A visual and an aural delight
- Sulakshana Jayaram, Chennai
e-mail: sulakshana.jayaram@gmail.com
Photos: Badri Ramasubramanian

July 15, 2011

The recently concluded eleven day Cleveland Thyagaraja Aradhana Festival, now in its 34th year, showcased top notch music and dance performances by great exponents and gave the rasika the opportunity to soak up a holistic and sublime experience of divine rasanubhuti.
In a collaborative effort of considerable proportions that involved dancers and musicians from India, United states and Muscat, the magic of the eternal classic, The Ramayana, was brought to the fore in a delightful Bharatanatyam dance drama. Presented as a series of performances, the ‘Ramayana in five parts’ was a remarkable and pioneering initiative by the Cleveland Aradhana committee, promoting and nurturing the cultural curiosity and education amongst the Indian diaspora. Indian children in the United States researched the epic and authored the storyline with their perspective.

The Kishkinda Kandam and the Sundara Kandam presented on the ninth day of the festival was a delectable treat both for the aficionado and the uninitiated alike. Choreographed by Guru Anita Guha, who has won immense critical acclaim for her other home productions, the production was a remarkable tapestry of ingenious visualization and immaculate articulation through the dance vocabulary. The music composed by Neyveli Santhanagopalan was as if twin born to the dance! The inextricable unison between the dance movement and the accompanying music made the entire viewing experience a canvas of a visual and aural delight.

The mandate was to present the dance drama in the traditional Margam format, making it a challenge to retain the dramatic fervor and continuous narrative through the entire production. As a masterly stroke for music, we had Sahitya Jathiswaram, a modified version of the traditional Jathiswaram combined with the sabda, Lakshmana Ramayanam in a Varnam format and the Thillanas to depict the Vanara episodes. The Mallari used to portray the Asuras in Lanka was a piece de resistance for its sheer novelty in choreography showing the peculiar idiosyncrasies of the Asuras. The sequence showing Rama's supreme prowess and skill in archery when the trajectory of his single arrow pierced through seven sal trees was brilliant; dancers became the trees who swayed ever so gently when pierced by Rama's arrow.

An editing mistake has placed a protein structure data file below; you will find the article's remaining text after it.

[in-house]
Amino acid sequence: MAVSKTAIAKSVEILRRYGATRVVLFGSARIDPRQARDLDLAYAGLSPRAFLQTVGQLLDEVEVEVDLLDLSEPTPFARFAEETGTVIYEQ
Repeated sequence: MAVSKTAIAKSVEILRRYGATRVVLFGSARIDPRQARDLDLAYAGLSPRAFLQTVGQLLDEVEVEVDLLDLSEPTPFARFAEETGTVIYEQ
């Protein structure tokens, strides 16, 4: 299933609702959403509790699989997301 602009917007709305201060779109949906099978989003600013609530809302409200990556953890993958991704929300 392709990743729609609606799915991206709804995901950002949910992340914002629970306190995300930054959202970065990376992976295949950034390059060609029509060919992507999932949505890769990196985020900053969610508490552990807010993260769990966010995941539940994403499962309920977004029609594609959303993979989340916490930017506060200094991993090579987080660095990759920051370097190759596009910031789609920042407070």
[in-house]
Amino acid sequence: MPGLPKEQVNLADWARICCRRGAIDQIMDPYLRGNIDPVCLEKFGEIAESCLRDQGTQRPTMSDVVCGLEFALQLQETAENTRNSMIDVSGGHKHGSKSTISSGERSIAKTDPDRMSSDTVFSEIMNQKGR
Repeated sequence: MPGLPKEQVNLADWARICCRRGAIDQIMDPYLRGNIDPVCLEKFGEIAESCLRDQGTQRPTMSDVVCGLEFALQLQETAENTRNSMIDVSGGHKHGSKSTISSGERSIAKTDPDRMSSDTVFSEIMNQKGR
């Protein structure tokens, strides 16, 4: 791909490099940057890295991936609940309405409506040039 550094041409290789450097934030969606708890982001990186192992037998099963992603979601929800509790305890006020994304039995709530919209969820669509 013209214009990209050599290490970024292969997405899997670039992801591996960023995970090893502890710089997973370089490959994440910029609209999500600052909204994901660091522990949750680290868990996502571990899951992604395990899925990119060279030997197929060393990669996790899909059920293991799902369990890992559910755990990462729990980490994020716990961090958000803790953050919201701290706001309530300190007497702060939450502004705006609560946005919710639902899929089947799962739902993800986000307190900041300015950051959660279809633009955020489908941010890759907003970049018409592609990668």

The Kishkinda Kandam and the Sundara Kandam are intrinsically most dramatic; while the entire dance production was steeped in high drama quotient, what was pure joy was how the subtle nuances of the characters were beautifully captured, catapulting the viewer right into the middle of all the drama. While one saw Rama's valor, prowess and righteousness, his love for Sita, and his vulnerability and angst at being separated from her were shown in equal measure. Sita was etched with sensitivity and grace - as an epitome of the uttama sweeya nayika - who would not even throw a glance at a para purusha. The deliberate refrain from using rhythm while showing Sita was a beautiful musical touch.

While the dominant mood in both the kandams presented is sombre and has an undertone of tremendous anticipation, the seemingly effortless use of a touch of humor in the delineation of the events was brilliant, thus avoiding a monochromatic canvas of mood and emotion. Whether it was Ravana ‘showing off his biceps’ to brother Vibheeshana, or Lankini's encounter with Hanuman replete with her getting ‘knocked out and going cross eyed,’ or Hanuman ‘peeping through the foliage in the Ashoka Vanam to eavesdrop’ into Ravana's conversation with Sita, all were most convincingly interspersed with in the sequences. The casting was apt and all artistes brought to life the characters from the classic.

Janaki Rangarajan as Rama had a quiet aura of beauty, strength and dignity, while Aishwarya Narayanaswamy breathed life into her Guru's sensitive visualization of Sita. Sumithra Subramanian as Lankini and Thiruchelvam as Vali and Ravana were scene stealers for their respective brilliant portrayals. Sangita carried off Hanuman with aplomb even when she was required to just pry and peep from behind the stage curtains to see what transpired in the Ashoka vanam! Priya Ramdas as Tara, Bhavajan as Sugreeva, Yatin as Indrajit and Sampadi, Sangita Vasudevan as Jambavan and Dhyanamalini and all other dancers in their respective roles lent to the success of the production in full.

The accompanying music had a transcendental quality to it with musicians of the highest calibre. Guru Anita Guha wielded the cymbals and endeared herself to the audiences especially as she took the audience by surprise and provided the voice for Ravana’s terrifying laugh. As the main vocalist, Sriranjani Santhanagopalan's music rendition was most evocative. Nisha Rajagoplana and Gayathri Venkataraghavan contributed more excellence. The other members of the orchestra who provided brilliant support included Nagai Narayanan on the mridangam, R Thyagarajan on the flute, Ranjani on the violin and Bhargavi on the Chitraveena.

What echoes long after in my mind is “Entha Madhuram Rama Namam, Entha Madhuram Ramayanam.” 

Trained in the Pandanallur bani, Sulakshana has given over 200 solo recitals since her arangetram at the age of ten. She is an accredited ‘A’ Grade artiste with the national television Doordarshan and is empanelled with the ICCR. She was also a proud recipient of the cultural scholarship since 1990 for ten continuous years and a production grant for an original creative production, by the Ministry of Culture.  She has performed for major dance festivals in India.